companies account for less than 5% of the total number of operators. In 2019, the food service industry accounted for US$117 billion by the Brazilian Food Processors' Association (ABIA). Compared to the previous year, results were quite similar
to the food processing and retail sector, 7% increase in nominal terms, and 3.1% increase in real terms. In 2020, COVID-19 outbreak left this sector in a very critical situation. According to a research conducted by the Bars and Restaurants
Association (Abrasel), a quarter of businesses have closed their doors since March. For the business that is still opened, 71% state revenues in 2020 are expected to reach 60%-70% of the 2019 level.
FAS Sao Paulo suggests that in
this sector U.S. exporters should look for opportunities to occupy niche markets. The growth in the Hotel Restaurant Institutional (HRI) sector has led import companies to create specific divisions to assist the sector. Restaurants, snack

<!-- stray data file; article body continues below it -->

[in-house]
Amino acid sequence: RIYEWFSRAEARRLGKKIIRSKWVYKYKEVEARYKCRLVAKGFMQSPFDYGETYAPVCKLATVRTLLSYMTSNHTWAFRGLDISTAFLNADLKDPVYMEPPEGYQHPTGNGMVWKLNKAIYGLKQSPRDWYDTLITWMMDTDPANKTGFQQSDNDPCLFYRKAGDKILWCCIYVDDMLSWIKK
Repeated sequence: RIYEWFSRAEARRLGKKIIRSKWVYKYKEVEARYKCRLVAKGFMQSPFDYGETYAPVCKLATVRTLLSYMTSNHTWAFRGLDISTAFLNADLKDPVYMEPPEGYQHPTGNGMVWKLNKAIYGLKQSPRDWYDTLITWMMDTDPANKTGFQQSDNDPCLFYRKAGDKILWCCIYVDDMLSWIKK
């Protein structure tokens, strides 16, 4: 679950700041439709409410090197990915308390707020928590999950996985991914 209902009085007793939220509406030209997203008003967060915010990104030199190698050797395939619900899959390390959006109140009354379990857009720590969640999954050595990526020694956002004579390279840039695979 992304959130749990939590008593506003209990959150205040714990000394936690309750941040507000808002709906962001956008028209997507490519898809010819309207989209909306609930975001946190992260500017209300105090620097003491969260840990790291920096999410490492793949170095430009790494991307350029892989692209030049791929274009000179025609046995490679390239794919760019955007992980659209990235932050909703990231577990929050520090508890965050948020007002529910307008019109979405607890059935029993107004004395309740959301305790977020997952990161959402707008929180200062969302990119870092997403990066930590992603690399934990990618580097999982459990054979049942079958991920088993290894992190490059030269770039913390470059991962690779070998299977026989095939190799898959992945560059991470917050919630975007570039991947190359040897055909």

shops, bakeries and pastry shops tend to buy imported products from local companies. Direct imports rarely occur in this sector as imports seldom reach the appropriate volume to justify such an operation. Nevertheless, executives from
this sector frequently travel to the U.S. and Europe to investigate new trends. They are opinion leaders and can influence buying decision.
Best Product Prospects:
Food service unit packages, one-year shelf life or more is desired, especially those produced by companies that own well-known brands.
Functional packages and innovation are considered important attributes.
Products that optimize kitchen processes such as dehydrated, lyophilized, pre-cooked and prepared mixes are in high demand.
Natural, organic, and healthier products are top niches among more affluent consumers (although the organic segment is an attractive niche, costs to comply with the Brazilian legal framework may make sales of small quantities unfeasible).
Products and ingredients for consumers with food allergies and intolerances are growing segments.
food processing sector revenues in 2021
increase in food processing sector revenue since 2020
FAS Sao Paulo reports that according to the Brazilian Food Processors' Association (ABIA), the country's food processing sector registered revenues of US$171 billion in 2021, an increase of 16.9% compared to 2020. Although the country has suffered
from the COVID-19 pandemic, the advances in vaccination and a rebound in the service sector have contributed to the industry's performance.